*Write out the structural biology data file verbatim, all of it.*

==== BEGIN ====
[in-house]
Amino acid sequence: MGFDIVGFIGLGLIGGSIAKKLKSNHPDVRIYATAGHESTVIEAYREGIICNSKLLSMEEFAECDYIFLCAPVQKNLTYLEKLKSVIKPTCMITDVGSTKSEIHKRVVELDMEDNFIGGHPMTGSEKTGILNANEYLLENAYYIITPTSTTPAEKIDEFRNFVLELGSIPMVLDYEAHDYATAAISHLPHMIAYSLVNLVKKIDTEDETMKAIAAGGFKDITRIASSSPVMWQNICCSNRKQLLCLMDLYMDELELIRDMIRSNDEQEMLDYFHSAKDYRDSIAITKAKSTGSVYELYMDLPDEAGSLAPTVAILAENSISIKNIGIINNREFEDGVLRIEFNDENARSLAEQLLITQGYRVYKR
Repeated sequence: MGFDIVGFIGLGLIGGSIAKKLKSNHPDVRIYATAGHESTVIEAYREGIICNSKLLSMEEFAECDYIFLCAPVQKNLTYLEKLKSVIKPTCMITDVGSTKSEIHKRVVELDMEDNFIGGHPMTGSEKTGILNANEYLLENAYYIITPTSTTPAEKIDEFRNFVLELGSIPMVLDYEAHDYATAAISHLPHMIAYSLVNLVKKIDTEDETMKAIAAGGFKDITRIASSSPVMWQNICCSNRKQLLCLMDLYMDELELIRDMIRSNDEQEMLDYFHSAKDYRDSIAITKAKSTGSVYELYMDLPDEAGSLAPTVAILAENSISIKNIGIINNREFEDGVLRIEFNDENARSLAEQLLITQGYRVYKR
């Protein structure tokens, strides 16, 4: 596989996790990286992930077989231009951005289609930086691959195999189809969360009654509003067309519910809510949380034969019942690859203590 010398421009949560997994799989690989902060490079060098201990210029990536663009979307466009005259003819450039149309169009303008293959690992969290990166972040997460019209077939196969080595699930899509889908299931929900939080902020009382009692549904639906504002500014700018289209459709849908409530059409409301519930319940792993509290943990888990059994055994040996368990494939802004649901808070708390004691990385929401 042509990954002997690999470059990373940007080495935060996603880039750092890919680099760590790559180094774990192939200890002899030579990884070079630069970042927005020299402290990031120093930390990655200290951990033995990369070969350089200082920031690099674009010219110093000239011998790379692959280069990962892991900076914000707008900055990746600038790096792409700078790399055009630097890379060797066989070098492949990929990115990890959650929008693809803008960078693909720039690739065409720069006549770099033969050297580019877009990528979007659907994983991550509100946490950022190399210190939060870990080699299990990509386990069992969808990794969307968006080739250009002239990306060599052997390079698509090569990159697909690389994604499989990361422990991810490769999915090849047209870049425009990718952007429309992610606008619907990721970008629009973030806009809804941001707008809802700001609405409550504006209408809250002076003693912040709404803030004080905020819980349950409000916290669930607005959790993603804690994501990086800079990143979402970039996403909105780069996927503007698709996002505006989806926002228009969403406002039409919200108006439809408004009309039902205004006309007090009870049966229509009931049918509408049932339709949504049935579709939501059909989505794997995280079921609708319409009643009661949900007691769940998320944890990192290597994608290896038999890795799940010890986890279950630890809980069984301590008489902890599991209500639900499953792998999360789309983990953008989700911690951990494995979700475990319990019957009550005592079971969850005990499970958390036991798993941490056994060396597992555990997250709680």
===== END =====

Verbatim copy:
[in-house]
Amino acid sequence: MGFDIVGFIGLGLIGGSIAKKLKSNHPDVRIYATAGHESTVIEAYREGIICNSKLLSMEEFAECDYIFLCAPVQKNLTYLEKLKSVIKPTCMITDVGSTKSEIHKRVVELDMEDNFIGGHPMTGSEKTGILNANEYLLENAYYIITPTSTTPAEKIDEFRNFVLELGSIPMVLDYEAHDYATAAISHLPHMIAYSLVNLVKKIDTEDETMKAIAAGGFKDITRIASSSPVMWQNICCSNRKQLLCLMDLYMDELELIRDMIRSNDEQEMLDYFHSAKDYRDSIAITKAKSTGSVYELYMDLPDEAGSLAPTVAILAENSISIKNIGIINNREFEDGVLRIEFNDENARSLAEQLLITQGYRVYKR
Repeated sequence: MGFDIVGFIGLGLIGGSIAKKLKSNHPDVRIYATAGHESTVIEAYREGIICNSKLLSMEEFAECDYIFLCAPVQKNLTYLEKLKSVIKPTCMITDVGSTKSEIHKRVVELDMEDNFIGGHPMTGSEKTGILNANEYLLENAYYIITPTSTTPAEKIDEFRNFVLELGSIPMVLDYEAHDYATAAISHLPHMIAYSLVNLVKKIDTEDETMKAIAAGGFKDITRIASSSPVMWQNICCSNRKQLLCLMDLYMDELELIRDMIRSNDEQEMLDYFHSAKDYRDSIAITKAKSTGSVYELYMDLPDEAGSLAPTVAILAENSISIKNIGIINNREFEDGVLRIEFNDENARSLAEQLLITQGYRVYKR
């Protein structure tokens, strides 16, 4: 596989996790990286992930077989231009951005289609930086691959195999189809969360009654509003067309519910809510949380034969019942690859203590 010398421009949560997994799989690989902060490079060098201990210029990536663009979307466009005259003819450039149309169009303008293959690992969290990166972040997460019209077939196969080595699930899509889908299931929900939080902020009382009692549904639906504002500014700018289209459709849908409530059409409301519930319940792993509290943990888990059994055994040996368990494939802004649901808070708390004691990385929401 042509990954002997690999470059990373940007080495935060996603880039750092890919680099760590790559180094774990192939200890002899030579990884070079630069970042927005020299402290990031120093930390990655200290951990033995990369070969350089200082920031690099674009010219110093000239011998790379692959280069990962892991900076914000707008900055990746600038790096792409700078790399055009630097890379060797066989070098492949990929990115990890959650929008693809803008960078693909720039690739065409720069006549770099033969050297580019877009990528979007659907994983991550509100946490950022190399210190939060870990080699299990990509386990069992969808990794969307968006080739250009002239990306060599052997390079698509090569990159697909690389994604499989990361422990991810490769999915090849047209870049425009990718952007429309992610606008619907990721970008629009973030806009809804941001707008809802700001609405409550504006209408809250002076003693912040709404803030004080905020819980349950409000916290669930607005959790993603804690994501990086800079990143979402970039996403909105780069996927503007698709996002505006989806926002228009969403406002039409919200108006439809408004009309039902205004006309007090009870049966229509009931049918509408049932339709949504049935579709939501059909989505794997995280079921609708319409009643009661949900007691769940998320944890990192290597994608290896038999890795799940010890986890279950630890809980069984301590008489902890599991209500639900499953792998999360789309983990953008989700911690951990494995979700475990319990019957009550005592079971969850005990499970958390036991798993941490056994060396597992555990997250709680």